READ MORE: Media Freedom and Climate Crisis in Tanzania

They need to realise that increased use of social media could enhance their viability with a younger, urban audience and help them monetise their content, thereby contributing to the sustainability of their stations.

They miss out on new online marketing opportunities and potential audiences by remaining inactive. Many of these stations lack the necessary resources and expertise to manage social media platforms effectively and will require significant support to develop this capability.

Most journalists work voluntarily, and after receiving training from various organisations at their radio stations, they are often noticed and recruited by larger radio stations in major cities. Staff turnover weakens these local radios because when experienced staff members leave, they take valuable skills and knowledge with them.

This results in poorer quality programmes and leaves remaining employees feeling overworked, which can lead to difficulties in day-to-day operations. Consequently, it becomes harder for the station to attract and retain listeners and advertisers.

Staff turnover poses a significant obstacle to the sustainability and success of local radio stations. It undermines operational efficiency and weakens staff morale.

Geographical constraints

Owners often start these radio stations in remote areas without proper market research, often for political reasons. The lack of research leads them to have unrealistic expectations, such as assuming advertisers will line up at their door with cash.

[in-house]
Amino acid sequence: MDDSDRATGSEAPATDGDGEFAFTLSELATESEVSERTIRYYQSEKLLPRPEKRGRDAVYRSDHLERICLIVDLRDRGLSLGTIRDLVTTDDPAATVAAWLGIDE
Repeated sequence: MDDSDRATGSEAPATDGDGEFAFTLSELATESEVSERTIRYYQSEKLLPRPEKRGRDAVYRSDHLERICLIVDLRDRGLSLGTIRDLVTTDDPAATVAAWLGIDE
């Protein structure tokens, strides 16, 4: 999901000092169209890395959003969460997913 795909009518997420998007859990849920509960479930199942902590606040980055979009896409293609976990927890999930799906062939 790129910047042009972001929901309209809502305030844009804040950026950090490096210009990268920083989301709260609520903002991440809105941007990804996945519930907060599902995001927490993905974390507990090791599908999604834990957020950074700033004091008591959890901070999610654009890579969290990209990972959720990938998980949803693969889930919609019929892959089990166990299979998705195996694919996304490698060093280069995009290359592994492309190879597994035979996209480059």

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When this doesn’t happen, they often abandon the stations to the staff because they lack new marketing ideas. This results in difficulties in reaching a broader audience, which impacts the stations’ potential for growth and sustainability.

Additionally, these remote radio stations often overlook local solutions, instead seeking big advertisers that are difficult to attract rather than focusing on their audience and local events like football games and musical concerts. These activities draw their audience closer and generate income through local sponsorships.

Some advertisers are attracted by the large attendance at these events, as it provides a prime opportunity to interact with consumers. These stations can charge local and national advertisers for posters at the location and sponsorship advertisements on the radio. They can also ensure that local digital advertisements are designed and widely shared on social media platforms.

To address these challenges, media owners need to invest in professional marketing teams and comprehensive training programmes to enhance financial management and content development. 

Radio stations can improve their financial sustainability by focusing on audience preferences, leveraging social media, and engaging in local community events and continuing to serve their vital role in Tanzanian society.

Temigunga Mahondo is a seasoned journalist and media trainer. He’s available at The opinions expressed here are the writer’s own and do not necessarily reflect those of The Chanzo. If you are interested in publishing in this space, please contact our editors at